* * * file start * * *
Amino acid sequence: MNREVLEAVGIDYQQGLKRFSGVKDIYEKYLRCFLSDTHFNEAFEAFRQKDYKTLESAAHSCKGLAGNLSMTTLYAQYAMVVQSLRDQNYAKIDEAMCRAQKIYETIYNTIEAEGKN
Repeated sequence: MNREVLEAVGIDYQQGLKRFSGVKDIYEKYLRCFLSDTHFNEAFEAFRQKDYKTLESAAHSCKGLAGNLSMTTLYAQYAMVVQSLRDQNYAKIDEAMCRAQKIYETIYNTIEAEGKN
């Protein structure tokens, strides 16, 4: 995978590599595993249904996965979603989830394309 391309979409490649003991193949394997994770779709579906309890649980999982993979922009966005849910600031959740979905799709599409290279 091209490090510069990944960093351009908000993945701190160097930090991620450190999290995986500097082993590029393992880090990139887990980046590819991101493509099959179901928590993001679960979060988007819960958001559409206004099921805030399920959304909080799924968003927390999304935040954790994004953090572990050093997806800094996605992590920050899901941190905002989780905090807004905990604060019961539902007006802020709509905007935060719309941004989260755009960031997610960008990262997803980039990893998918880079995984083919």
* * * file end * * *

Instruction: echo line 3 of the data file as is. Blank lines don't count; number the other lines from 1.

């Protein structure tokens, strides 16, 4: 995978590599595993249904996965979603989830394309 391309979409490649003991193949394997994770779709579906309890649980999982993979922009966005849910600031959740979905799709599409290279 091209490090510069990944960093351009908000993945701190160097930090991620450190999290995986500097082993590029393992880090990139887990980046590819991101493509099959179901928590993001679960979060988007819960958001559409206004099921805030399920959304909080799924968003927390999304935040954790994004953090572990050093997806800094996605992590920050899901941190905002989780905090807004905990604060019961539902007006802020709509905007935060719309941004989260755009960031997610960008990262997803980039990893998918880079995984083919």